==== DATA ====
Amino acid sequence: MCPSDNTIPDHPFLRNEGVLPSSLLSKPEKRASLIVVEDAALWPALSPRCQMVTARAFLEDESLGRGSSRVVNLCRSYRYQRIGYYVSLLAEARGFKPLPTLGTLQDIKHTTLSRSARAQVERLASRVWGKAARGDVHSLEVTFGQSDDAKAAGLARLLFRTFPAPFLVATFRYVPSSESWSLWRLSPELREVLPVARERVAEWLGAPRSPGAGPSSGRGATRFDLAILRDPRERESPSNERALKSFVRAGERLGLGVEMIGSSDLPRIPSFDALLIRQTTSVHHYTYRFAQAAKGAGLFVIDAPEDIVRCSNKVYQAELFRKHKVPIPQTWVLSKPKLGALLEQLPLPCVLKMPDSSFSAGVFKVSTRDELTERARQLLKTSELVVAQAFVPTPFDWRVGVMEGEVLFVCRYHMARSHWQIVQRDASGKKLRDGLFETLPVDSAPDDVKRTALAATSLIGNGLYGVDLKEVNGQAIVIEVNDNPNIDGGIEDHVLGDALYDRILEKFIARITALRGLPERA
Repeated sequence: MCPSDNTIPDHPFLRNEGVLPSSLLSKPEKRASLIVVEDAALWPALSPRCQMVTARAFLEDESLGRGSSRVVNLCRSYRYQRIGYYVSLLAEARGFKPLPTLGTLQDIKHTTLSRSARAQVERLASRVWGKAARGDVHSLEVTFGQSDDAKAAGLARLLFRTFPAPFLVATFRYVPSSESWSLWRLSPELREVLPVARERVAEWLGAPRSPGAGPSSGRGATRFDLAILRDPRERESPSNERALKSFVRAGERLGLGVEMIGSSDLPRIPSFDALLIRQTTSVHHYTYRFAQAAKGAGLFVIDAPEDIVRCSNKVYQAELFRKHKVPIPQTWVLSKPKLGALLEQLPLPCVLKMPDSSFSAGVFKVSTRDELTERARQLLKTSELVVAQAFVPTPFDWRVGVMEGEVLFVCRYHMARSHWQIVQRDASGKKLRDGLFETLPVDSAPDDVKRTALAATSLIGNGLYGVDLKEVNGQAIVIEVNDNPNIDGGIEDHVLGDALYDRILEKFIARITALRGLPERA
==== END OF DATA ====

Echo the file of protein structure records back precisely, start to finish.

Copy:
Amino acid sequence: MCPSDNTIPDHPFLRNEGVLPSSLLSKPEKRASLIVVEDAALWPALSPRCQMVTARAFLEDESLGRGSSRVVNLCRSYRYQRIGYYVSLLAEARGFKPLPTLGTLQDIKHTTLSRSARAQVERLASRVWGKAARGDVHSLEVTFGQSDDAKAAGLARLLFRTFPAPFLVATFRYVPSSESWSLWRLSPELREVLPVARERVAEWLGAPRSPGAGPSSGRGATRFDLAILRDPRERESPSNERALKSFVRAGERLGLGVEMIGSSDLPRIPSFDALLIRQTTSVHHYTYRFAQAAKGAGLFVIDAPEDIVRCSNKVYQAELFRKHKVPIPQTWVLSKPKLGALLEQLPLPCVLKMPDSSFSAGVFKVSTRDELTERARQLLKTSELVVAQAFVPTPFDWRVGVMEGEVLFVCRYHMARSHWQIVQRDASGKKLRDGLFETLPVDSAPDDVKRTALAATSLIGNGLYGVDLKEVNGQAIVIEVNDNPNIDGGIEDHVLGDALYDRILEKFIARITALRGLPERA
Repeated sequence: MCPSDNTIPDHPFLRNEGVLPSSLLSKPEKRASLIVVEDAALWPALSPRCQMVTARAFLEDESLGRGSSRVVNLCRSYRYQRIGYYVSLLAEARGFKPLPTLGTLQDIKHTTLSRSARAQVERLASRVWGKAARGDVHSLEVTFGQSDDAKAAGLARLLFRTFPAPFLVATFRYVPSSESWSLWRLSPELREVLPVARERVAEWLGAPRSPGAGPSSGRGATRFDLAILRDPRERESPSNERALKSFVRAGERLGLGVEMIGSSDLPRIPSFDALLIRQTTSVHHYTYRFAQAAKGAGLFVIDAPEDIVRCSNKVYQAELFRKHKVPIPQTWVLSKPKLGALLEQLPLPCVLKMPDSSFSAGVFKVSTRDELTERARQLLKTSELVVAQAFVPTPFDWRVGVMEGEVLFVCRYHMARSHWQIVQRDASGKKLRDGLFETLPVDSAPDDVKRTALAATSLIGNGLYGVDLKEVNGQAIVIEVNDNPNIDGGIEDHVLGDALYDRILEKFIARITALRGLPERA